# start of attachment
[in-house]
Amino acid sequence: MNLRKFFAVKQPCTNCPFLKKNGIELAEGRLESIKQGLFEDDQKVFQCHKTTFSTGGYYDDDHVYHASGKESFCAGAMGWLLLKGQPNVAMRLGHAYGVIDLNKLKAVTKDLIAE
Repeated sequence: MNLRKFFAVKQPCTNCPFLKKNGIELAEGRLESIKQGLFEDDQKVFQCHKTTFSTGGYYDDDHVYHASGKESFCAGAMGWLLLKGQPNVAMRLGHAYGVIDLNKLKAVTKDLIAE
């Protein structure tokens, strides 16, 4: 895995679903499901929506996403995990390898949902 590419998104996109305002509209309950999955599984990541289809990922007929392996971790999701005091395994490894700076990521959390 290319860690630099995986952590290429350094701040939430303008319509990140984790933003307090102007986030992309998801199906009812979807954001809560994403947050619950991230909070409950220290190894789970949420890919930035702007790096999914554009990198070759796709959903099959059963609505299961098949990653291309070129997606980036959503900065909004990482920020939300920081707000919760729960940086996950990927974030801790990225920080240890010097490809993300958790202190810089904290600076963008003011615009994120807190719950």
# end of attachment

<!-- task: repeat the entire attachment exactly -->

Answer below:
[in-house]
Amino acid sequence: MNLRKFFAVKQPCTNCPFLKKNGIELAEGRLESIKQGLFEDDQKVFQCHKTTFSTGGYYDDDHVYHASGKESFCAGAMGWLLLKGQPNVAMRLGHAYGVIDLNKLKAVTKDLIAE
Repeated sequence: MNLRKFFAVKQPCTNCPFLKKNGIELAEGRLESIKQGLFEDDQKVFQCHKTTFSTGGYYDDDHVYHASGKESFCAGAMGWLLLKGQPNVAMRLGHAYGVIDLNKLKAVTKDLIAE
């Protein structure tokens, strides 16, 4: 895995679903499901929506996403995990390898949902 590419998104996109305002509209309950999955599984990541289809990922007929392996971790999701005091395994490894700076990521959390 290319860690630099995986952590290429350094701040939430303008319509990140984790933003307090102007986030992309998801199906009812979807954001809560994403947050619950991230909070409950220290190894789970949420890919930035702007790096999914554009990198070759796709959903099959059963609505299961098949990653291309070129997606980036959503900065909004990482920020939300920081707000919760729960940086996950990927974030801790990225920080240890010097490809993300958790202190810089904290600076963008003011615009994120807190719950």